Businesses in nearly every industry have come to rely on contingent talent as specialists and flexible experts rather than temps who fill vacant seats during absences, seasonal demands or personnel transitions. With increasing frequency, we’re integrating these skilled contractors into our primary workforces. Yet, we still haven’t integrated them into our internal knowledge systems. And that’s a missed opportunity to tap into their intelligence and ideas, especially as the sharing economy’s[...]
At the beginning of April, I discussed the dawning of a cobot workforce: an alliance between machines, like AI and physical robots, and their human counterparts. Because our industry has latched onto the idea of “ecosystems,” it only makes sense that we embrace cobots. Why? Well, different organisms working together for the benefit of an entire system speaks to the nature of symbiotic relationships -- you know, the kind that power highly efficient ecosystems. In this case, those organisms happen to be organic and inorganic intelligence. We’ve touted the advantages of machines in countless articles, but worries about a hostile robot takeover persist. Maybe the best way to dispel the myth of this digital coup is to look at how people (even the detractors) rely on this technology today, without realizing it.
Last summer, Michael Litt, co-founder of Vidyard, revealed that he concentrates more of his company’s hiring strategies on people with a liberal arts education. This may sound counterintuitive in an era where organizations scramble to snag software engineers, big data scientists, AI programmers, and anyone with STEM skills. Yet, with the rush of exciting developments, it’s easy to forget power of our own minds. No breakthroughs occur without the imaginative thinkers who first envision the possibilities. And a small college in California, which produces some of the nation’s brightest STEM students, offers a powerful reminder that creativity is inseparable from science.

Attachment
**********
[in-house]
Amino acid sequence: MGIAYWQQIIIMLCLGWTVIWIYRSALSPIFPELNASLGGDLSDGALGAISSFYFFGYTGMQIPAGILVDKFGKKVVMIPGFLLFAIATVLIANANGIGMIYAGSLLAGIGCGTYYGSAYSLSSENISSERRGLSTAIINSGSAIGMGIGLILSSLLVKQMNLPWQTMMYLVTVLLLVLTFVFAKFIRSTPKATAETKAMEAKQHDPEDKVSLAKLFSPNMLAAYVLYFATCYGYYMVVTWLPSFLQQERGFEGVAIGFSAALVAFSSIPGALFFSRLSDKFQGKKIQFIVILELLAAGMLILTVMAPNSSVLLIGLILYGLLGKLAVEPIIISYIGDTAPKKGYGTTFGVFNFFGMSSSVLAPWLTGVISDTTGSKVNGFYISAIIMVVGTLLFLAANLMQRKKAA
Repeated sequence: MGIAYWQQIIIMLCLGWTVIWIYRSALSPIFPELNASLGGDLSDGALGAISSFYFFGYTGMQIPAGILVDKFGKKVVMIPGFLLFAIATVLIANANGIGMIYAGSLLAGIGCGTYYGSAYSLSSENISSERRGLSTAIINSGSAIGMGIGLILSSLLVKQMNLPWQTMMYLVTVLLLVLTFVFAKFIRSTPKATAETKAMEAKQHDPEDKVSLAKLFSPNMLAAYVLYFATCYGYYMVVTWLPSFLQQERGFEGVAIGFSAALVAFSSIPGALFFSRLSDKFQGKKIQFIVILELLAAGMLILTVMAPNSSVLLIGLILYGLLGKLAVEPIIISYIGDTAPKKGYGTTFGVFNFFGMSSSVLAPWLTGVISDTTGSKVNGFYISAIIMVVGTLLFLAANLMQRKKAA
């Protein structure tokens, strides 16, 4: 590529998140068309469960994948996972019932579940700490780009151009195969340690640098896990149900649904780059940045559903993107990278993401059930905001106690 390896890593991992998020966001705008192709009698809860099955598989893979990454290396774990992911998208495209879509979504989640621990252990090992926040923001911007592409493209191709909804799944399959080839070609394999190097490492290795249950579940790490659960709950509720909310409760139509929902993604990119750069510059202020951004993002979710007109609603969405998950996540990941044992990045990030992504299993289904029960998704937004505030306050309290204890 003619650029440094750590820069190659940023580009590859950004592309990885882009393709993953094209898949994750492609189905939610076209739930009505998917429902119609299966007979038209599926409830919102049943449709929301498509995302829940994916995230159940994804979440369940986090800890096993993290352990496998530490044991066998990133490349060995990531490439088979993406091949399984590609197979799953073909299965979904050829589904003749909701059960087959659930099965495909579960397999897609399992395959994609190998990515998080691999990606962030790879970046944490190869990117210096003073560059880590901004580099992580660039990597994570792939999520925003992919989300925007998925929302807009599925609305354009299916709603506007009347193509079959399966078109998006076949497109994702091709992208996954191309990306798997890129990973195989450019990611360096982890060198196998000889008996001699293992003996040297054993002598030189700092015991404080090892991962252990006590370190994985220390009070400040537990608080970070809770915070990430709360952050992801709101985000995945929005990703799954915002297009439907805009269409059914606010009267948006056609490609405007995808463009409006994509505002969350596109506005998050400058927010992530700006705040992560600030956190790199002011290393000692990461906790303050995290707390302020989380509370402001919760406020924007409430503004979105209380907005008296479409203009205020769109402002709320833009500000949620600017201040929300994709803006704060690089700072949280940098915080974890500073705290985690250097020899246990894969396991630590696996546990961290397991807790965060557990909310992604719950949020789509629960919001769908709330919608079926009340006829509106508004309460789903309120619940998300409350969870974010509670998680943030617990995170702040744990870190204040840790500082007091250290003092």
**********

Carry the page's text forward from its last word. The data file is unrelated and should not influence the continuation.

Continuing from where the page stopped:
There are no two ways about it: robots and AI are going to become a part of the workforce, and we humans are going to have to learn to work alongside a lot of unfamiliar technology. Across all industries, employers are feeling the pressure of a narrowing talent market. Unemployment is at an all-time low, and hiring managers are battling it out to find and recruit the best candidates. It won’t be long before we'll be mingling with the cobot workforce in our everyday lives.